Commentary: NFL Awards Prediction


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Cincinnati Bengals Quarterback Joe Burrow is a finalist for MVP. Will he become just the eighth player in history to win both the Heisman Trophy and NFL MVP?

With the NFL Awards Ceremony taking place on Feb 9, here are my predictions on who will walk away with the hardware, which is being presented by singer Kelly Clarkson, the first woman to host the event..

AP Coach of the Year:

Doug Pederson, Jacksonville Jaguars
Kyle Shanahan, San Francisco 49ers
Brian Daboll, New York Giants

My pick: Daboll

All three of the coaches up for this award could very easily win. I think Daboll is the most deserving of the Coach of the Year Award. He has had a knack for winning wherever he goes. Whether it be as the tight ends coach in New England for a few Patriots Super Bowl runs, with Alabama as the offensive coordinator for Nick Saban or as the offensive coordinator for the Buffalo Bills

With the Bills, Daboll is credited with the development of Josh Allen, now one of the NFL’s premier quarterbacks. Allen’s progress quickly led to the Bills becoming successful. In his first season as a head coach, Daboll led a Giants team which only won four games last season to a 9-7-1 record, and their first playoff berth in six years. The Giants capped their success with a win over the Minnesota Vikings, one of the NFL’s best scoring offenses, in the Wild Card round before losing to the eventual NFC Champion Philadelphia Eagles. With Daboll at least partially reworking his quarterback-developing skills with Daniel Jones, many Giants fans feel the coach will continue to lead the Giants to future success.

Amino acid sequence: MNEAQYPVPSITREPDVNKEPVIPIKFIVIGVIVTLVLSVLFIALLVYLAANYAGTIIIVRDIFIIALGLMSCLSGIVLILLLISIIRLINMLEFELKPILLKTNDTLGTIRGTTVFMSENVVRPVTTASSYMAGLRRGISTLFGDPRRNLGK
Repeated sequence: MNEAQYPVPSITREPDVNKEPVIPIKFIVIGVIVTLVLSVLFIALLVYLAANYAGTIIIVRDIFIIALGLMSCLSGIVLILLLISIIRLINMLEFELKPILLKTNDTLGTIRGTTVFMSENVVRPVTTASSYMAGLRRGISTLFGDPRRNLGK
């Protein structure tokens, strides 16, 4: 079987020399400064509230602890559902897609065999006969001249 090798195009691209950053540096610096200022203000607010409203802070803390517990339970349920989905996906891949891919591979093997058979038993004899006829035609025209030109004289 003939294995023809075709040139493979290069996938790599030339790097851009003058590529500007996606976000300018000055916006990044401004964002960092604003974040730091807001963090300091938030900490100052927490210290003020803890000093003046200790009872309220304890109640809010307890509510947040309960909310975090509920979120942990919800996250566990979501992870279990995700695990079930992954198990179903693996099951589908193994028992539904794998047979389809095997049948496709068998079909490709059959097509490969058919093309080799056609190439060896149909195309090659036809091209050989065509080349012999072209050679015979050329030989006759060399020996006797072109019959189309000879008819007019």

AP Comeback Player of the Year:

Christian McCaffrey, RB, San Francisco 49ers
Geno Smith, QB, Seattle Seahawks
Saquon Barkely, RB, New York Giants

My pick: Smith

I believe the award will go to Seahawks quarterback Geno Smith, despite my belief that for a player to win AP Comeback Player of the Year, one must have had prior success. Both McCaffrey and Barkley have been successful in the NFL, with injuries hindering their past couple of seasons. Smith, however, has had a different career arc. Smith was a second round pick by the Jets in 2013. The quarterback from West Virginia University was set to be the savior to the Jets offense. Smith, over two seasons as a starter, was less than impressive, eventually losing his starting role. Smith became a backup for the next six seasons, in which he spent time with the Jets, Giants, Chargers, and Seahawks.

Following a trade that sent franchise quarterback Russell Wilson to the Denver Broncos, many believed that Smith would still remain as the backup, due to the return package from Denver containing gunslinger Drew Lock, who despite lack of success, had a lively arm. Smith outlasted Lock, earning his first full time starting role in over seven years. Many expected Smith to be a placeholder at quarterback in a season in which Seattle would be terrible, allowing them to take a top quarterback in the upcoming draft. Instead, he put together a career year, in which he threw for 4,282 and 30 touchdowns, while adding 366 rushing yards, all career highs. On top of that, Smith led all qualifying passers in completion percentage, 69.8 percent, exactly seven points higher than his career average. Though my belief is you have to be “there” to come back, Smith deserves the Comeback Player of the Year Award.